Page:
new catheter over a guide-wire and additional systemic
antibiotic therapy. These catheter-related complications
are contributing factors to increasing cost of medical care.
They are responsible for patient readmissions and longer
hospital stays as well as patient discomfort, morbidity,
and occasional mortality.
The source of catheter-related bacteremia is in most
patients a bacterial biofilm that forms in the catheter lu-
men or on the outer surface. This biofilm, most consist-
ing of staphylococcus aureus, cannot be destroyed or
eliminated by a systemic antibiotic therapy because of
antimicrobial resistance [15]. Bacteriae could most of the
time colonize rough surfaces [16]. The combination of
rough surfaces and protein deposits should be an ideal
situation for the colonization of bacteria. The bacteria
could produce and become covered with a slime layer, in
which case antibiotic drugs have no influence on the
bacteria. The bacteria under the slime layer use the or-
ganic substances of the catheter material for their me-
tabolism. The toxins of the bacteria can penetrate the
slime layer and enter the patient blood provoking a
catheter infection [16]. Biofilm is a microbial derived
sessile community characterized by cells that are irre-
versibly attached to a substratum or interface to each
other, embedded in a matrix of extracellular polymeric
substances that have produced [17]. Such a biofilm can
be the origin of fibrin sheath formations leading to
catheter dysfunction due to blood reducing and to blood
disturbances. The therapy must be to remove the catheter
immediately, or exchange it over a guide-wire with a
new catheter and additional systemic antibiotic therapy.
Biocompatibility of synthetic materials is another ma-
jor problem. The interaction of blood with a synthetic
surface causes coagulation and activation of the com-
plement system. This can lead to the adsorption of vari-
ous proteins and the formation of a layer of protein on
the synthetic surface. Thrombocytes, other cells and bac-
teria adhere to this layer of protein so that thrombi may
form which can lead to blood flow disturbances and
catheter dysfunction [18].
To influence catheter-related bacteremia different new
developments are available today, such as new catheter
materials, coating of the catheter surface with antibiotic-
heparin, or silver and silicone, cuffs on the outer surface,
catheter for tunnelling, installation of an antibiotic-anti-
coagulant lock into the catheter lumen after the HD, etc.
[14,19,20]. The first results with available catheters
which coated on the outer surface with silver or silicone
were encouraged [18,21].
In a retrospective study from 1992 to 2007, outer sur-
face treated catheters with silver versus untreated cathe-
ter in 159 patients, who needed a large-bore catheter, were
investigated. The results of a preliminary study from
2001, which showed 75% decline in the infection rate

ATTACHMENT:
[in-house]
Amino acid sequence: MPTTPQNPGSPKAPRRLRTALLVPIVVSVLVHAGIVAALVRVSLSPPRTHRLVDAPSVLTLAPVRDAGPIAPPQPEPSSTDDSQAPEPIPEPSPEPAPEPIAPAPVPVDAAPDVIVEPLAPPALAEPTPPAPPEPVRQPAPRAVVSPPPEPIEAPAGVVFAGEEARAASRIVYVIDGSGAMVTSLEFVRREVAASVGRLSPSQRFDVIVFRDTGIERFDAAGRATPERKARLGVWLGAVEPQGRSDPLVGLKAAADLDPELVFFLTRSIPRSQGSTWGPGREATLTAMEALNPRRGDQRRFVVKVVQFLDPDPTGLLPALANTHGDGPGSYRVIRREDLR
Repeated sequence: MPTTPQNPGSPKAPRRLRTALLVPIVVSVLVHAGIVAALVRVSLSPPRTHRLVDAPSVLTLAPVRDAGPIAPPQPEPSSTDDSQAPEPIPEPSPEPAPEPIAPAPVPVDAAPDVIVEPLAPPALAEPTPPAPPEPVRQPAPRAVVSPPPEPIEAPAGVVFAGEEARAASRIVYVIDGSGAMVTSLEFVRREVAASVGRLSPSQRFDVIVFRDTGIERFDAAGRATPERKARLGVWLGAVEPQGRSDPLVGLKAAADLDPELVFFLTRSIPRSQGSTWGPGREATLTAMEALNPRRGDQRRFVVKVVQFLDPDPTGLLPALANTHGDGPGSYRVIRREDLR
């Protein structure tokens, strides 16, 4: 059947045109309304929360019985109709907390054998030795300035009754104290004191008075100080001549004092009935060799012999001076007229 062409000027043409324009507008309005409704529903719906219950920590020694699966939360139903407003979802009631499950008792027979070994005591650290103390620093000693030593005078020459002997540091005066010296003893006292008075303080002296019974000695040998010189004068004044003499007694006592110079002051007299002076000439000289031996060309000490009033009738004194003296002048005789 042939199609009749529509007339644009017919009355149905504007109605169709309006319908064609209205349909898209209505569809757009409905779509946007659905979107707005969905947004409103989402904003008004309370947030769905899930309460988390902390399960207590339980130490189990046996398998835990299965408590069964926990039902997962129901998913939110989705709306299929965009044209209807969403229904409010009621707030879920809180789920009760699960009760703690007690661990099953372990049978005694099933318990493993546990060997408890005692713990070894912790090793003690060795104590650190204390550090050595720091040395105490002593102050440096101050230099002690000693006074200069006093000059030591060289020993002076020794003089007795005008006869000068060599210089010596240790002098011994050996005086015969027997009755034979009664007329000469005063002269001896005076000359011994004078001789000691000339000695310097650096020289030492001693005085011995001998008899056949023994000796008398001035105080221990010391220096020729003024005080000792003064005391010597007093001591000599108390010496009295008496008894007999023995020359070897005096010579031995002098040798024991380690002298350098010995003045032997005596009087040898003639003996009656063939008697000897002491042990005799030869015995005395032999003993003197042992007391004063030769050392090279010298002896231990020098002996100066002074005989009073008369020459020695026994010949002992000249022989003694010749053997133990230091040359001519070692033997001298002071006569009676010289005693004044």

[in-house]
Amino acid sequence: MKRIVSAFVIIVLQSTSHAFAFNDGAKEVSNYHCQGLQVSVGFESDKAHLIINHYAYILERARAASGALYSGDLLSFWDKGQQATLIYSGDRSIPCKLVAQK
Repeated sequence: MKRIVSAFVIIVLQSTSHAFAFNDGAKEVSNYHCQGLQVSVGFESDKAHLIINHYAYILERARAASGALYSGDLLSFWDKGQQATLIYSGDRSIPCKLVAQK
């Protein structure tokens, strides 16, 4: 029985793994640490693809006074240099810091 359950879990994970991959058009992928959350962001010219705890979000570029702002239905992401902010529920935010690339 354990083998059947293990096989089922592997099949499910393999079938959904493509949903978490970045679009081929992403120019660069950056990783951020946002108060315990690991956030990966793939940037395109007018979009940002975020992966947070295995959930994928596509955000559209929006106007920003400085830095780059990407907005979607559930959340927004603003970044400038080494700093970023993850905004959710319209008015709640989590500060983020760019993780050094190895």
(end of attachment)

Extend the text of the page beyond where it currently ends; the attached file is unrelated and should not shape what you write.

with the surface treated catheters cannot be confirmed
with the present study. One reason may be that on the
surface treated catheters only the outer surface was
coated with silver and the possibility of contamination by
the handling during the extracorporeal treatments.
Therefore, new materials and surface treatment tech-
nologies are needed to save health care costs for hemodi-
alysis catheters, to reduce infection rates and thrombus
formations and to help improve the patients’ outcome.
The handling of the catheter by the attending staff must
be improved and done after the guidelines of different
medical communities [22]. In this study, the authors try
to give an overview of the surface treated catheters and
show a new technique of microdomain-structured surface
catheters (PUR-SMA coated catheters, (Gambro, Ger-
many) as an example if these technologies are useful in
reducing catheter-related infections and thrombogenic-
2. Catheter and Material
All available single-, double-, or triple-lumen catheters
have some deficiencies depending on the material. Not
all catheters are radiopaque. No problem is experienced
with the polyurethane catheters after the incorporation of
contrast media; however, the latter material may affect
catheter durability when using Teflon. This problem was
overcome by making a thicker catheter wall, but this
caused endothelial irritation and early thrombus forma-
tion [23]. Catheters providing radio contrast are not ab-
solutely necessary however, because their position can be
controlled more simply and gently with an intra-atrial
electrocardiogram (ia-ECG) lead [24]. The three most
important criteria of any catheter material are a good
tolerance, a low thrombogenicity, and a low infection
Rarely do the material properties perfectly match
every requirement in a given application and biomaterials
are no exception. Therefore, it often becomes necessary
to strike a compromise so that a material has acceptable
Copyright © 2013 SciRes. OJNeph
properties. For example, in a product such a hemodialy-
sis catheter, which demands both good flexibility and
low surface friction, the best candidate may be a slippery,
less flexible material rather than a more supple one with
unacceptable high friction [25].
The importance of surface-engineered biomaterials has
been recognized by major medical device companies,
because surface modification processes can reduces the